Liquid crystal researchers give inside look at labs


A professor guides junior biotechnology major Alek Nielsen as they participate in research in the biomaterials lab in the liquid crystal building on Friday, September 14. The project involves stem cell research and could last for 5-6 years. Photo by Jenna Watson.

Brittney Trojanowski

Although adamant about safety, Alek Nielsen, a Liquid Crystal Institute student researcher, was not intimidated by the boxes with “TOXIC” labels and the skull-and-cross-bones symbols about the lab. He suited up in his white lab coat, snapped on some purple medical gloves and put on orange-reflective eye protection that looked like a hybrid of sunglasses and an astronaut’s visor.

“I’ve always wanted to be a mad scientist,” Nielsen said, “or do Frankenstein stuff that kind of pushes the boundaries of what people would think is possible.”

Nielsen explained in layman’s terms a type of biomedical application that they hope to develop.

“It’s kind of like a pill except we can tell them where to go and what to do much better than just sticking a pill in your stomach,” Nielsen said. “Say someone forgot to take their insulin. The injected pill will time-release the insulin on its own without you having to control it.”

Although Nielsen is not an expert when it comes to liquid crystals, he said it’s easy to pretend that you know what you’re doing when you really have no clue.

“It’s a secret, but I don’t actually know what many of these things mean,” he said. “I just know what I’m supposed to say to make it look like I know.”

Elda Hegmann, a Liquid Crystals Institute assistant professor and Canadian native, was hired at Kent State last October.

“When I came here, I didn’t have a group. It was just myself — no chemicals, no nothing,” Hegmann said.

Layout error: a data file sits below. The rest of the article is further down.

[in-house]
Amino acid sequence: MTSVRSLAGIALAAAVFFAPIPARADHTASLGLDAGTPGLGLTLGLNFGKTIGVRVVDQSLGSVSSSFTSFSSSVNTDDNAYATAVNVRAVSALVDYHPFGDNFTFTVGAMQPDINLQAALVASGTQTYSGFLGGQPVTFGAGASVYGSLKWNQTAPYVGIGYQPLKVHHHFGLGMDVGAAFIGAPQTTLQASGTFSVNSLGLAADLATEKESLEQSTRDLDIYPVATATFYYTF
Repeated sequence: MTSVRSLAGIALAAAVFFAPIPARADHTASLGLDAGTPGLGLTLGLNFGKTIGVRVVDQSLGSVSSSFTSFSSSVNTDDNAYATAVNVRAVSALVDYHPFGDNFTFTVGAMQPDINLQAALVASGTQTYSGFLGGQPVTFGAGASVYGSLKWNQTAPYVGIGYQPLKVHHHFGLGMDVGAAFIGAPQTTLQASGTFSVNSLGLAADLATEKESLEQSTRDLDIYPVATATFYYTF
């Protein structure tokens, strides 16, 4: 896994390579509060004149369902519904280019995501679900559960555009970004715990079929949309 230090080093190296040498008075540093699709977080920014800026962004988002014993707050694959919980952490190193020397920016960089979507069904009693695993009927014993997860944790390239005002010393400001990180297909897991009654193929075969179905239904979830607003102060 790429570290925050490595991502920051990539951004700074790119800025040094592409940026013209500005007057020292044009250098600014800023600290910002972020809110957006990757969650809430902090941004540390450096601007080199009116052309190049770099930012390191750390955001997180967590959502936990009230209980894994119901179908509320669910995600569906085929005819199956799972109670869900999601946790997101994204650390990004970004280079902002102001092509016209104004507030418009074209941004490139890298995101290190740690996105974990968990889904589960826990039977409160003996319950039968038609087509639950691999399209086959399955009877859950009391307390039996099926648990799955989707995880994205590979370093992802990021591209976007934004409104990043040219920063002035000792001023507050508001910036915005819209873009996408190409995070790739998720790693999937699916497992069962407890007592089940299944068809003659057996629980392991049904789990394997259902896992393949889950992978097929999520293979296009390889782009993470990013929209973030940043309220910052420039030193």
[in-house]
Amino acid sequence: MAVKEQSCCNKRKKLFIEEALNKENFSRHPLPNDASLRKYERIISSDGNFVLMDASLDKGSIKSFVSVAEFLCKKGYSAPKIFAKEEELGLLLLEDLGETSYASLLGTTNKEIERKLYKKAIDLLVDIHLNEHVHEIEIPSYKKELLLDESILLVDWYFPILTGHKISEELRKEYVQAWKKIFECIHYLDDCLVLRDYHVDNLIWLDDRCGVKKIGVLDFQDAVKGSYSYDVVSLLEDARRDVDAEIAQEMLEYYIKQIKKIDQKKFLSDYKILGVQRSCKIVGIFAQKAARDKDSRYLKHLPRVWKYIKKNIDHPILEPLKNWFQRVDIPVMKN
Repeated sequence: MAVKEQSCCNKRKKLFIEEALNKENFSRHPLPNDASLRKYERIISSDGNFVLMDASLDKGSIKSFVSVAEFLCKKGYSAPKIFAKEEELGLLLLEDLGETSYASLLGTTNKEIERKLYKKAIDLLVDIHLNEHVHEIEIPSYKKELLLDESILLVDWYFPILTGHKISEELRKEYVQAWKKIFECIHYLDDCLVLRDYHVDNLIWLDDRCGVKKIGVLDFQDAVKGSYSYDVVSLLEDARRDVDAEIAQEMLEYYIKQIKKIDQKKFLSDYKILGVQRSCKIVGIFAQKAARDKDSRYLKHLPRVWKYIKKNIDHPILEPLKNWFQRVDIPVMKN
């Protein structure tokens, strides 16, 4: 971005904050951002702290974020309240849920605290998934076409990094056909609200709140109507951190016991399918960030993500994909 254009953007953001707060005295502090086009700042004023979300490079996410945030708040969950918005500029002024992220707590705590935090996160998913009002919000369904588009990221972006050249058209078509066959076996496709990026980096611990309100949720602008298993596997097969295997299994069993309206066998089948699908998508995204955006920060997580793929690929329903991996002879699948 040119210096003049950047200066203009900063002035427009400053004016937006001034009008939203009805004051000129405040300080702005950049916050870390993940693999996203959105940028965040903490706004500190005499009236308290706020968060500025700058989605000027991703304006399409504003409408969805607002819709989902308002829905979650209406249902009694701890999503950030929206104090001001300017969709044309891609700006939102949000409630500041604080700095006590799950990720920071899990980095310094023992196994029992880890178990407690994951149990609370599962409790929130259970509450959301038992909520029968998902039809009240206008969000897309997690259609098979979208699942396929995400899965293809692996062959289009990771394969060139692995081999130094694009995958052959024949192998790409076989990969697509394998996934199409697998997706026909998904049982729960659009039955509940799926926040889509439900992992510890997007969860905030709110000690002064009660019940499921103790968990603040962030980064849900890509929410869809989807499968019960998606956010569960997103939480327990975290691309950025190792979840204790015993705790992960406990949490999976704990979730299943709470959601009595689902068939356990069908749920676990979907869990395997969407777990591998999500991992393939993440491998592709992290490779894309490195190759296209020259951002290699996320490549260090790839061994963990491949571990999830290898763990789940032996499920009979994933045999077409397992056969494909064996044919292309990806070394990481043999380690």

Most professors at the Liquid Crystals Institute have active research labs.

Funded by university money, Hegmann hired students, bought chemicals and organized her own lab.

“When I’m teaching a class, I go through the material that is specific to that particular class, but sometimes I am able to tell the students what I am doing here,” Hegmann said. “I’m not just a teacher. I’m actually a researcher.”

Once students became interested in what Hegmann was researching, she said it snowballed from there. Students would hear about her research by hearsay or a visit to her website.

“This is how I found [student researchers] Cory, Tory and Alek,” she said.

Nielsen, junior biotechnology major and a new member on Hegmann’s team, found out about her research while working for another lab.

Nielsen plans to stay with Hegmann’s lab until he graduates, but wants to hold off on going to grad school for a couple of years. It is a possibility that he will go do agriculture research work in Africa.

“If this research doesn’t get into a publication, it’s OK because I still get to work in a lab with all the shiny equipment at LCI,” Nielsen said.

Senior biology major Cory Mahnen came to know about Hegmann’s need for researchers by word of mouth. Hegmann hired him after a quick interview earlier this fall.

Mahnen said he has always wanted to be a doctor.

“I’ve always been into science,” Mahnen said. “I pretty much just have a natural curiosity that led me to science.”

Mahnen said he wants to continue with this lab until he graduates and then he wants to come back to work on his Ph.D. while researching pharmaceutical delivery systems.

Junior biology major Tory Stankovich said she became interested in Hegmann’s research because she wanted to try something outside her comfort zone.

“I’m doing it to get experience in research and see if I enjoy it, which I do,” Stankovich said.

She wants to attend Duke Medical School to become a doctor after graduating from Kent State.

Many science majors are required to take an individual investigation for graduation credit, she said.

Nielsen said anybody who wants to work in the lab can be a part of the research team.

“Anybody can do this stuff,” Nielsen said. “You go in there with a very meager amount of experience in whatever field it is and talk to these people and they will probably need somebody to do some grunt work in their lab.”

Contact Brittney Trojanowski at [email protected].